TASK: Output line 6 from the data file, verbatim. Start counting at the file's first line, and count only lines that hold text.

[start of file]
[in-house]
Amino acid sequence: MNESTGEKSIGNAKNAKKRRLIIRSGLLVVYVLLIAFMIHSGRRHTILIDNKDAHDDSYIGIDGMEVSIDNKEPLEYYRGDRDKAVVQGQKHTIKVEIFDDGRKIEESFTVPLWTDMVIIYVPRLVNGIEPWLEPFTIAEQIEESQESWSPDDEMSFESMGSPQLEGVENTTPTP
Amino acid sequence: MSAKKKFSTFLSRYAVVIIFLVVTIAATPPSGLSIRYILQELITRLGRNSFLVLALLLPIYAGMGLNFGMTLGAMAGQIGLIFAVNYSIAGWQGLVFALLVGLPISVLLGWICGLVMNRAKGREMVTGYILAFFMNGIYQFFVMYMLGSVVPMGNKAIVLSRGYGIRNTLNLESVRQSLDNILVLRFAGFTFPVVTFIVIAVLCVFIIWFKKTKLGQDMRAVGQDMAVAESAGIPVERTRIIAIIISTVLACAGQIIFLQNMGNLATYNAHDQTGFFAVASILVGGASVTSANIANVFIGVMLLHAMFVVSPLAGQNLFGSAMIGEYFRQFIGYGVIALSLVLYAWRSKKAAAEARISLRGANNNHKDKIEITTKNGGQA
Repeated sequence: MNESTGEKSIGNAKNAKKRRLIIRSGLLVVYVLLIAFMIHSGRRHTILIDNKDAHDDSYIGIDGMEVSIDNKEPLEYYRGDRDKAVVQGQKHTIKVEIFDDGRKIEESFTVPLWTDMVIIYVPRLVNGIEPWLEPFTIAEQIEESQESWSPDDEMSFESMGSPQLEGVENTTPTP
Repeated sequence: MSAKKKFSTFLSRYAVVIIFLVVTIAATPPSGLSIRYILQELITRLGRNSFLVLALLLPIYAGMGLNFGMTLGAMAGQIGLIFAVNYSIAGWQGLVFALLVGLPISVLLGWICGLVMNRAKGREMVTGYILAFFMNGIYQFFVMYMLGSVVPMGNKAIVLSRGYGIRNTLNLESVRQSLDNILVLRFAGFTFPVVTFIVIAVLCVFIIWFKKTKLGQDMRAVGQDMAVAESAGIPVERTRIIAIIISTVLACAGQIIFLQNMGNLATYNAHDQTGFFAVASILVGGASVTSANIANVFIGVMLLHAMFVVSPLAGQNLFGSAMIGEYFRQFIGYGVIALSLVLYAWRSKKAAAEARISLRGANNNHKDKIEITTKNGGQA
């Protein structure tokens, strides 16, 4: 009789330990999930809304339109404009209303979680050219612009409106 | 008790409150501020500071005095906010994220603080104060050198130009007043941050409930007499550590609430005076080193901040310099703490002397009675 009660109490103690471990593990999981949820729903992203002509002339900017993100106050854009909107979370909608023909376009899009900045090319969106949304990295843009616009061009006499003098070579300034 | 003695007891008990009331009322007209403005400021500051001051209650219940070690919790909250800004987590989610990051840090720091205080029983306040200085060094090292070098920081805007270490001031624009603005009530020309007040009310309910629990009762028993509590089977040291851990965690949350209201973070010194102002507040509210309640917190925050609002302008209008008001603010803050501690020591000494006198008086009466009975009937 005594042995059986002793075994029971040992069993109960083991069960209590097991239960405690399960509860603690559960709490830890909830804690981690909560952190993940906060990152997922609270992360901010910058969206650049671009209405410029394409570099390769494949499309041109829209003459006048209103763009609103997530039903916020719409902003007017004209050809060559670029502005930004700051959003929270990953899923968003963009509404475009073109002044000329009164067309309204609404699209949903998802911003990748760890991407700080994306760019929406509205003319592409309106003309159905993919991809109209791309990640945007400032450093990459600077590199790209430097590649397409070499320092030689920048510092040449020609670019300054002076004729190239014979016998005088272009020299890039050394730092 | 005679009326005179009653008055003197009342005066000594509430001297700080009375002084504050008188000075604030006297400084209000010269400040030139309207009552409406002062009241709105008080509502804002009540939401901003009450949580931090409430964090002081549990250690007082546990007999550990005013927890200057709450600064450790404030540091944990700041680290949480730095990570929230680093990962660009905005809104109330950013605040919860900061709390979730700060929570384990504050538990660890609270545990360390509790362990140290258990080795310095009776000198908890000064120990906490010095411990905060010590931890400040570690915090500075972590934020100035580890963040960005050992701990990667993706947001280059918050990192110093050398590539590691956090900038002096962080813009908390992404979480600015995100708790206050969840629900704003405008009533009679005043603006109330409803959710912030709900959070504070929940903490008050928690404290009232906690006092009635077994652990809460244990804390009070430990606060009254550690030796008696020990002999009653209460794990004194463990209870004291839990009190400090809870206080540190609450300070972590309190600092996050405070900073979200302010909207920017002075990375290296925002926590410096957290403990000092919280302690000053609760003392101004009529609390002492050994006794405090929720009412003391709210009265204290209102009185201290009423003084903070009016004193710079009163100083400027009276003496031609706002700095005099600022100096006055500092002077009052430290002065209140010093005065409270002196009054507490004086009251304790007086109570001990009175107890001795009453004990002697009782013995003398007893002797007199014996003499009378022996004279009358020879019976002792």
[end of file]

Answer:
């Protein structure tokens, strides 16, 4: 009789330990999930809304339109404009209303979680050219612009409106 | 008790409150501020500071005095906010994220603080104060050198130009007043941050409930007499550590609430005076080193901040310099703490002397009675 009660109490103690471990593990999981949820729903992203002509002339900017993100106050854009909107979370909608023909376009899009900045090319969106949304990295843009616009061009006499003098070579300034 | 003695007891008990009331009322007209403005400021500051001051209650219940070690919790909250800004987590989610990051840090720091205080029983306040200085060094090292070098920081805007270490001031624009603005009530020309007040009310309910629990009762028993509590089977040291851990965690949350209201973070010194102002507040509210309640917190925050609002302008209008008001603010803050501690020591000494006198008086009466009975009937 005594042995059986002793075994029971040992069993109960083991069960209590097991239960405690399960509860603690559960709490830890909830804690981690909560952190993940906060990152997922609270992360901010910058969206650049671009209405410029394409570099390769494949499309041109829209003459006048209103763009609103997530039903916020719409902003007017004209050809060559670029502005930004700051959003929270990953899923968003963009509404475009073109002044000329009164067309309204609404699209949903998802911003990748760890991407700080994306760019929406509205003319592409309106003309159905993919991809109209791309990640945007400032450093990459600077590199790209430097590649397409070499320092030689920048510092040449020609670019300054002076004729190239014979016998005088272009020299890039050394730092 | 005679009326005179009653008055003197009342005066000594509430001297700080009375002084504050008188000075604030006297400084209000010269400040030139309207009552409406002062009241709105008080509502804002009540939401901003009450949580931090409430964090002081549990250690007082546990007999550990005013927890200057709450600064450790404030540091944990700041680290949480730095990570929230680093990962660009905005809104109330950013605040919860900061709390979730700060929570384990504050538990660890609270545990360390509790362990140290258990080795310095009776000198908890000064120990906490010095411990905060010590931890400040570690915090500075972590934020100035580890963040960005050992701990990667993706947001280059918050990192110093050398590539590691956090900038002096962080813009908390992404979480600015995100708790206050969840629900704003405008009533009679005043603006109330409803959710912030709900959070504070929940903490008050928690404290009232906690006092009635077994652990809460244990804390009070430990606060009254550690030796008696020990002999009653209460794990004194463990209870004291839990009190400090809870206080540190609450300070972590309190600092996050405070900073979200302010909207920017002075990375290296925002926590410096957290403990000092919280302690000053609760003392101004009529609390002492050994006794405090929720009412003391709210009265204290209102009185201290009423003084903070009016004193710079009163100083400027009276003496031609706002700095005099600022100096006055500092002077009052430290002065209140010093005065409270002196009054507490004086009251304790007086109570001990009175107890001795009453004990002697009782013995003398007893002797007199014996003499009378022996004279009358020879019976002792």